The Ministry of Business, Innovation and Employment estimates there could be 25,000 buildings in New Zealand that will fall below the 34 per cent of new building standard (NBS) and therefore be classified as earthquake prone.
OPINION: The proposed amendment to the Building Act currently before Parliament, once enacted later this year, will require that local councils within five years identify and put on a national register those buildings determined to be earthquake prone.
The owners of these buildings then have a further 15 years to bring these up to at least 34 per cent of NBS or demolish them.
Heritage buildings may be granted a further 10 year extension to comply, possibly even more.
So why is the Invercargill City Council over-reacting and closing Anderson Park because it falls below 34 per cent NBS?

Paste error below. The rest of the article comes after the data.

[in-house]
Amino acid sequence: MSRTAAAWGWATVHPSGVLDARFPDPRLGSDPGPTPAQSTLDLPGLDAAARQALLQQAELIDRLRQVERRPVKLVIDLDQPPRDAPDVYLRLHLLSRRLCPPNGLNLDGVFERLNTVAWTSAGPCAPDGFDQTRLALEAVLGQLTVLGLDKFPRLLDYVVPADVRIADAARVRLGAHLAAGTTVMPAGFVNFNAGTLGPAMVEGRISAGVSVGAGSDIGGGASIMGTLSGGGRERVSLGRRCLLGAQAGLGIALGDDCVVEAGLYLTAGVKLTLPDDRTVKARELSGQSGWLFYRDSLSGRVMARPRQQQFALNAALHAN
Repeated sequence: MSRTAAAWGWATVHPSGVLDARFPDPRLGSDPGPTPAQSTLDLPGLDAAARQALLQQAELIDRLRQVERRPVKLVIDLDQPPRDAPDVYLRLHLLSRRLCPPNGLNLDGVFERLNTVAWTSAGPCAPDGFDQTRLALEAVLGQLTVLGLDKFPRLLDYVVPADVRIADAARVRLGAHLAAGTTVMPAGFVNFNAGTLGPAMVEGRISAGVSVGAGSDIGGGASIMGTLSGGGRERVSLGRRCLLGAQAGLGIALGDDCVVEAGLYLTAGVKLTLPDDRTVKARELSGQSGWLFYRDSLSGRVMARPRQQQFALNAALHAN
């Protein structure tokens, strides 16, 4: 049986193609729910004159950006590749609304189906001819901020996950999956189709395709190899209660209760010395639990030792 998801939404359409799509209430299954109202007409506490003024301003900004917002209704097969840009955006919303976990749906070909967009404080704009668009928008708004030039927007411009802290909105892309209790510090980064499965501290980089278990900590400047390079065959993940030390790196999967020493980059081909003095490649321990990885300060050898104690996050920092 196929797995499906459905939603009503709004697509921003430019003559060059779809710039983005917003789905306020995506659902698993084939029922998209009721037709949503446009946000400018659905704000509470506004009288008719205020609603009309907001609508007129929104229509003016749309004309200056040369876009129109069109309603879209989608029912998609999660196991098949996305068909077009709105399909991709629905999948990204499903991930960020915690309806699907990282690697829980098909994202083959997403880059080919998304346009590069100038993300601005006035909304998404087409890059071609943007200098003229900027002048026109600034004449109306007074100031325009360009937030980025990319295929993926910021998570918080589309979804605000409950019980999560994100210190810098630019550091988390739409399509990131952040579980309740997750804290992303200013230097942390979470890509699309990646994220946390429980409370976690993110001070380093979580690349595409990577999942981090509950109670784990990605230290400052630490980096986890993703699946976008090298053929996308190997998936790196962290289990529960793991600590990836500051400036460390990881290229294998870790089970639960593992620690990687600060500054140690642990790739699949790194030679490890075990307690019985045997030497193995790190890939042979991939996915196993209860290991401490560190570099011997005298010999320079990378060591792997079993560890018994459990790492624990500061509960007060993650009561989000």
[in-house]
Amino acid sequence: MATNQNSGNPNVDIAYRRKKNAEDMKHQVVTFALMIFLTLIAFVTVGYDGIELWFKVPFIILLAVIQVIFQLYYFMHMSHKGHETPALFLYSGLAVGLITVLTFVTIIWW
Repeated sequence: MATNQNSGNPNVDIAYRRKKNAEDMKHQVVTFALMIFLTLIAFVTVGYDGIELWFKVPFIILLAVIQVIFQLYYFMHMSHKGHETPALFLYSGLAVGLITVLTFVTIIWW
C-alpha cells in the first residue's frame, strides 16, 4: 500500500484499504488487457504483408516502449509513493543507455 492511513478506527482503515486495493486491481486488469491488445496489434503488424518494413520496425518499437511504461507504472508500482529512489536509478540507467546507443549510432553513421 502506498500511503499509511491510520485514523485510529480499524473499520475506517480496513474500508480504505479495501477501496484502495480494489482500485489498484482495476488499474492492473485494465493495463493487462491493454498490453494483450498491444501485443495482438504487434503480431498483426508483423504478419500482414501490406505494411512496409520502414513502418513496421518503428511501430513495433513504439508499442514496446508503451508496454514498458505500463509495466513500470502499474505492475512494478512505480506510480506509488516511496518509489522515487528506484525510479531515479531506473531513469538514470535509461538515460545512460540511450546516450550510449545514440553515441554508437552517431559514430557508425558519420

The intent of the legislation is to give building owners (ICC included) reasonable time frames to sensibly and economically deal with this major issue.
That is generally 20 years or 30 years in the case of heritage buildings.
I respectfully suggest all city councillors and appropriate senior staff read the MBIE Cabinet paper which is the precursor to the proposed legislation and act accordingly.
Anderson Park is in no more danger of collapse today than when constructed circa 1925.
The risk has not changed.
Put away the scaffold fence, the high visibility vests and yellow hard hats and get on with life.
Ironically this council has gone from a passive do nothing approach to a complete over-reaction on earthquake prone buildings.